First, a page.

If you have decided to file for bankruptcy, it pays to do
some prebankruptcy planning before you take the plunge. With some forethought,
you can help the process go more smoothly, anticipate and fix problems, and determine
the best time to file.
If you are married and considering bankruptcy, you'll have to decide whether to file separately (that is, only one spouse files for bankruptcy and the other is not part of the case) or jointly (both spouses file together).
In Chapter 7 bankruptcy, the trustee has the right to take back property or money that the debtor improperly gave away before filing. "Clawback" is the term used to describe this power, which allows the trustee to regain assets should have been part of the debtor's bankruptcy estate, but were removed or hidden from the trustee by the debtor by means of preferential or fraudulent transfers.
In bankruptcy, a preference payment occurs when you repay a creditor within a certain period of time before you file for bankruptcy. If you make a preference payment (also called a preferential transfer), your bankruptcy trustee may be able to get the money back from the person or business you paid – called “avoiding” the transfer.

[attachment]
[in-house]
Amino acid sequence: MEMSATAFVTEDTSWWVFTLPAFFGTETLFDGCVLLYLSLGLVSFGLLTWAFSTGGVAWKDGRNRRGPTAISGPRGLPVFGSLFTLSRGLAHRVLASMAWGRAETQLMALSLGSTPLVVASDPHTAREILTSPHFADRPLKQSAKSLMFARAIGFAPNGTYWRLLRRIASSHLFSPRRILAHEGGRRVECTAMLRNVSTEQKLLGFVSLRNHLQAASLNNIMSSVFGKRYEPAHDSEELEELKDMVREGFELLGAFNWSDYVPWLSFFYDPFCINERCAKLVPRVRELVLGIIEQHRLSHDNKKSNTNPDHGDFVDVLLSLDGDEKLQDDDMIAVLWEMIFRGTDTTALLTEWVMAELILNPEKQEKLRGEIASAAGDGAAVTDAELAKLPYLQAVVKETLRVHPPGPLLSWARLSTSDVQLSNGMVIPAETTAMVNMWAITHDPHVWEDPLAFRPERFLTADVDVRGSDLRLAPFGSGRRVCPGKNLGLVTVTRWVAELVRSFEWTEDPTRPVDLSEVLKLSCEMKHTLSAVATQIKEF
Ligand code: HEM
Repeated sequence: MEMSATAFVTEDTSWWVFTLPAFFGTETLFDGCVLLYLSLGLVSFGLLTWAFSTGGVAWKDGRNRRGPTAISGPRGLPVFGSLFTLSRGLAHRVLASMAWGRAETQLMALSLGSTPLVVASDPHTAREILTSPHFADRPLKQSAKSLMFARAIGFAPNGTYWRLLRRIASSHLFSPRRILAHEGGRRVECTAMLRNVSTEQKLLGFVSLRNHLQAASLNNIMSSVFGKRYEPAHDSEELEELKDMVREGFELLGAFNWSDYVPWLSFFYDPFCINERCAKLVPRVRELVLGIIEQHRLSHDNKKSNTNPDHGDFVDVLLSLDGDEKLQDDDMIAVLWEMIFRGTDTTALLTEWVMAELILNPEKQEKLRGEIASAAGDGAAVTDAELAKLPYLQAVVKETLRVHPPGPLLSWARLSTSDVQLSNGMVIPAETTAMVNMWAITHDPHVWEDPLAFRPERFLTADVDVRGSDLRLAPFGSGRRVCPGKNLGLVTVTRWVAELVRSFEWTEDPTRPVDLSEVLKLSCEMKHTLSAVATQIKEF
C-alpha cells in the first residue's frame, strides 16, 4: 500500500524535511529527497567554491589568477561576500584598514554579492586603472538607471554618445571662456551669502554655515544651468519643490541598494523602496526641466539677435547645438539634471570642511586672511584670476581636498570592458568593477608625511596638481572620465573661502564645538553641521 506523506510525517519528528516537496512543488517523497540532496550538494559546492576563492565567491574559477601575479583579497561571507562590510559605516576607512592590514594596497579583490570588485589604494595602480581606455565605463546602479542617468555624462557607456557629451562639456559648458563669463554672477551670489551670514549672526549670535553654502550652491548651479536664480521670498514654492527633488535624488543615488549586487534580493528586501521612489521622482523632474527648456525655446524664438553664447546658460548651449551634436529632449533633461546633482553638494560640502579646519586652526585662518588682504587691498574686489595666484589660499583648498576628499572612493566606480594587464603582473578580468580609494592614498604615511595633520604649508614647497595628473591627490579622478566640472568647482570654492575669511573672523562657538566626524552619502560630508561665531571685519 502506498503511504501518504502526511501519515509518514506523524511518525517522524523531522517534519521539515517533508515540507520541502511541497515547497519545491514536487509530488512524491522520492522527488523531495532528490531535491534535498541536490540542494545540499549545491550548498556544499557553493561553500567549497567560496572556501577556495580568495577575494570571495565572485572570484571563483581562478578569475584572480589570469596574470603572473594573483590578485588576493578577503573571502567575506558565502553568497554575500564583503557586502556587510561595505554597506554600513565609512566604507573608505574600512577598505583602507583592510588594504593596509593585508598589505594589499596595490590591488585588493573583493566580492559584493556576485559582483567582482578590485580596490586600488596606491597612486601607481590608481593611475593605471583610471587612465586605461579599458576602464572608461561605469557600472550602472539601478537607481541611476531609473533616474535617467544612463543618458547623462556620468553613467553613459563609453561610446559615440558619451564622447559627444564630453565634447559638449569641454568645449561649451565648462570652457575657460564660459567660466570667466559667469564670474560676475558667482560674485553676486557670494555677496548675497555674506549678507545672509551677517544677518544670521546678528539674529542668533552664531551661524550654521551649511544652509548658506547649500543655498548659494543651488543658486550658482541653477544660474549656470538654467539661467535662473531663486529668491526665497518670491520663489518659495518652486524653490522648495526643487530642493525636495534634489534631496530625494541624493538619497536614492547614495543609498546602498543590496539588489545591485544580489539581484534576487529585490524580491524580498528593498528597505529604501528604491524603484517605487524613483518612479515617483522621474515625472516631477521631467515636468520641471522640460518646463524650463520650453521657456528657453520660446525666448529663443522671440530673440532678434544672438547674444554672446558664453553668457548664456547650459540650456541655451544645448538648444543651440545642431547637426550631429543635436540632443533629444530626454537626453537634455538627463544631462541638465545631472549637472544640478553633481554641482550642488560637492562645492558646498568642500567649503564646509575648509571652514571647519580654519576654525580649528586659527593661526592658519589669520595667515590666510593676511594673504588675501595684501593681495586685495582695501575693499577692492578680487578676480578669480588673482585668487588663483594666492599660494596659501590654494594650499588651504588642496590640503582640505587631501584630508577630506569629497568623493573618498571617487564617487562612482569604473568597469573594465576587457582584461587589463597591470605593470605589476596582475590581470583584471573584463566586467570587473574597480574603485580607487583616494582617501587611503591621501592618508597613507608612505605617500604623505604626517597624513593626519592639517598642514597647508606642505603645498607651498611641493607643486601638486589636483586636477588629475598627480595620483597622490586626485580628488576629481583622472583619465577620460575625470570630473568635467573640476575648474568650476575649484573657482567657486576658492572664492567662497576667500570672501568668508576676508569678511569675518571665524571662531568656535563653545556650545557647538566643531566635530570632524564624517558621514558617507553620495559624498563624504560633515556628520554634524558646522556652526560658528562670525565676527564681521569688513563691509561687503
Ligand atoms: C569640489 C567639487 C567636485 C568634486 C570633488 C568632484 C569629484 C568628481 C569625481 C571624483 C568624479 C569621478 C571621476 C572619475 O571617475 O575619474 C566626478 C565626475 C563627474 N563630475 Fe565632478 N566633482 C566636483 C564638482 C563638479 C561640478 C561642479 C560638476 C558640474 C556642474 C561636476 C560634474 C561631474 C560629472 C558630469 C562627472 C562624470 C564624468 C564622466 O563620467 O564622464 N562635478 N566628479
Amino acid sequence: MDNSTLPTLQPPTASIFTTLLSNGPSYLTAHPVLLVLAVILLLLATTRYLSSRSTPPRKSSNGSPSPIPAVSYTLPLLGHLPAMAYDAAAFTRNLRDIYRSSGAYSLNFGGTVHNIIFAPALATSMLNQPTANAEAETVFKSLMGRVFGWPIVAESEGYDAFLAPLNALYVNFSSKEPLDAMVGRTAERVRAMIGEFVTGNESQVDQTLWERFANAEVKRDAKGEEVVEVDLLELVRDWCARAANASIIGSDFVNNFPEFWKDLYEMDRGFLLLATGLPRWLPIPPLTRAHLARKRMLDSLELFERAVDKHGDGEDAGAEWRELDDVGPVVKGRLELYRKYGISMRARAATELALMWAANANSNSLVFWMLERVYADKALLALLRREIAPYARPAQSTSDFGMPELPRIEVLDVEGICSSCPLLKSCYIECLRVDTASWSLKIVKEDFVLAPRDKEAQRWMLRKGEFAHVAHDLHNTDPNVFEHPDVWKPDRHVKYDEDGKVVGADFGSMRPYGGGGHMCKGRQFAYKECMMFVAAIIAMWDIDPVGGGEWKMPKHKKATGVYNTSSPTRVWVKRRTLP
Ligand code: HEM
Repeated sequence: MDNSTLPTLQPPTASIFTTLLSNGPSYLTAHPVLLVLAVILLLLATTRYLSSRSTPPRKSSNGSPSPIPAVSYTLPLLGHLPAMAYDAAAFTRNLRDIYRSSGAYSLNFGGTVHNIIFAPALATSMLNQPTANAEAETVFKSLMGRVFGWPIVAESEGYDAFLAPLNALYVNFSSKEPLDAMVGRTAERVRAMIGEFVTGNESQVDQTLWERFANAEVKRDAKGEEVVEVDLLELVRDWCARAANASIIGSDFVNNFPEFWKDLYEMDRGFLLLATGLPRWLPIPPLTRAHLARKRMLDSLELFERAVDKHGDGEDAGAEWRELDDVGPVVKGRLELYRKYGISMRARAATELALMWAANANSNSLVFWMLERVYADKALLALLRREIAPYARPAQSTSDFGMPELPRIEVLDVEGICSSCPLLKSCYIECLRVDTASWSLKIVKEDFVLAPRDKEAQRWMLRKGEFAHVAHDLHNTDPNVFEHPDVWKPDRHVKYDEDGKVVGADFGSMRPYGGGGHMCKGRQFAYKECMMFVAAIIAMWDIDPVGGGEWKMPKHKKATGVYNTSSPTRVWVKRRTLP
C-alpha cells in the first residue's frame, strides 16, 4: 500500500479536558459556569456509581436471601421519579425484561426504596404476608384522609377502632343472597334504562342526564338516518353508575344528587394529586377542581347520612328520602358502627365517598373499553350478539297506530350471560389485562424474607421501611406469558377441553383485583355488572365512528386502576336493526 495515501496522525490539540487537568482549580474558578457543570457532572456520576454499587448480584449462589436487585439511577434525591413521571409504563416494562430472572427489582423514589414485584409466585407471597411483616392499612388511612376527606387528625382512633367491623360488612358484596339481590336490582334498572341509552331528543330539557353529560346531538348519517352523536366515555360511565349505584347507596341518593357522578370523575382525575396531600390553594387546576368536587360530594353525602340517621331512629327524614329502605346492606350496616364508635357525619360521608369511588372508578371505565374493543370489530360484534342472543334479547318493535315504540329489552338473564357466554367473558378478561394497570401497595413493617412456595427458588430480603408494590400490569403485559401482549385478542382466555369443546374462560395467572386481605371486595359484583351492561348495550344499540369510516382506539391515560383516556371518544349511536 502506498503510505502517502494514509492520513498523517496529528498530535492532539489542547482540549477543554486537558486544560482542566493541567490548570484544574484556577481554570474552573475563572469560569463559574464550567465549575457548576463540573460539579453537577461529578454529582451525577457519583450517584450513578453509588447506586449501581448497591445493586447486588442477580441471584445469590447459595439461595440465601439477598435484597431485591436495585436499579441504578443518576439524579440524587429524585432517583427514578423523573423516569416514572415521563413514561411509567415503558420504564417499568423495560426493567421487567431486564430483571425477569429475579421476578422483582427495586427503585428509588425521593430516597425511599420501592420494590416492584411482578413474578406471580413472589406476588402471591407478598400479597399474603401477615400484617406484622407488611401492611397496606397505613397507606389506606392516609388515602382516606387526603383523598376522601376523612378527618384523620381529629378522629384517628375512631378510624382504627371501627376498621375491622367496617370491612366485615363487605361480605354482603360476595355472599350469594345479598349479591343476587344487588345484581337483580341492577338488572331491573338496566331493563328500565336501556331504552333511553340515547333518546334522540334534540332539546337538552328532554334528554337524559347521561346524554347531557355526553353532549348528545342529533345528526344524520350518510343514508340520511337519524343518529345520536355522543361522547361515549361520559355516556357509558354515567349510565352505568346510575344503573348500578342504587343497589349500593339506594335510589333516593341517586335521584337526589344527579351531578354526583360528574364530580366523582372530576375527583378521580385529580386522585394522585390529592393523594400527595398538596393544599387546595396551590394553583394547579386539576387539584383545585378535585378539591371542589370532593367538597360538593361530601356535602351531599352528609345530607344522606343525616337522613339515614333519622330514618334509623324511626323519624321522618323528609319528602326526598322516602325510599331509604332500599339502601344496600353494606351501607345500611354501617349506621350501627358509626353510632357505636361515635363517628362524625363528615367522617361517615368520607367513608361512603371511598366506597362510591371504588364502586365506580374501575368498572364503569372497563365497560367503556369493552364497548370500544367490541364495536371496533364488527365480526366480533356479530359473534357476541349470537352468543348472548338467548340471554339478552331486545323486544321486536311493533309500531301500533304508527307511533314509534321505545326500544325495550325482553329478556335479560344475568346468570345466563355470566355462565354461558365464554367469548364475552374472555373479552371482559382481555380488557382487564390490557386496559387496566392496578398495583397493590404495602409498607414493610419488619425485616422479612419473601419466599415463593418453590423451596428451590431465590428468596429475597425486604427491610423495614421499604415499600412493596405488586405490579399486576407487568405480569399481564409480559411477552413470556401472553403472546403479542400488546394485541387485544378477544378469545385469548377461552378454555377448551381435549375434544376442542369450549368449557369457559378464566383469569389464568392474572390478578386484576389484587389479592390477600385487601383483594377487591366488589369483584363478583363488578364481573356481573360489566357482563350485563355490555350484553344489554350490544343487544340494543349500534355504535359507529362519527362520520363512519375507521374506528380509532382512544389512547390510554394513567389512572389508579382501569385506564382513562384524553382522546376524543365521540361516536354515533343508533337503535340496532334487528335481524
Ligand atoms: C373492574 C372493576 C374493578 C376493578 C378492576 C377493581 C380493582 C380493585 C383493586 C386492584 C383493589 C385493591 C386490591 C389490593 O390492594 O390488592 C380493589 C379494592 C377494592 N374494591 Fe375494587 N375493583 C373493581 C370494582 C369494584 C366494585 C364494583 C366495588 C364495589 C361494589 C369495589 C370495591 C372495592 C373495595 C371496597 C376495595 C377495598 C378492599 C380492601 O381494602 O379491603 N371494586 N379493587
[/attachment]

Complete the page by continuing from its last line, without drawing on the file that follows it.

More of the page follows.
If you receive an inheritance after filing for bankruptcy, it might become part of your bankruptcy estate. In a Chapter 7 case, this means the trustee can take the inheritance unless it's protected by an exemption. In a Chapter 13 case, receiving an inheritance could increase the amount you have to repay to your creditors.
If you are filing for bankruptcy, you may be considering repaying certain debts before you file. Although paying off debts before filing bankruptcy may seem like the right thing to do, it is often not a good idea. In many cases, if you repay a debt within three months before filing (longer if the debt
If you know you want to file for bankruptcy, sometimes it's best to delay filing your petition. In some circumstances, waiting for a certain period of time before you file can help you keep more money, protect the money of another person (such as a relative), increase your chances of qualifying for Chapter 7, and more.
If you plan to file for bankruptcy but are also facing foreclosure, the timing of your bankruptcy can make a difference for you, depending on what you want to do with your home. In some cases, you should file for bankruptcy first, before the foreclosure sale occurs. In others, it may be better to let
Is bankruptcy the right solution for your overwhelming debts? Pick the best strategies for your situation with the information and practical suggestions in this book by best-selling author Stephen Elias.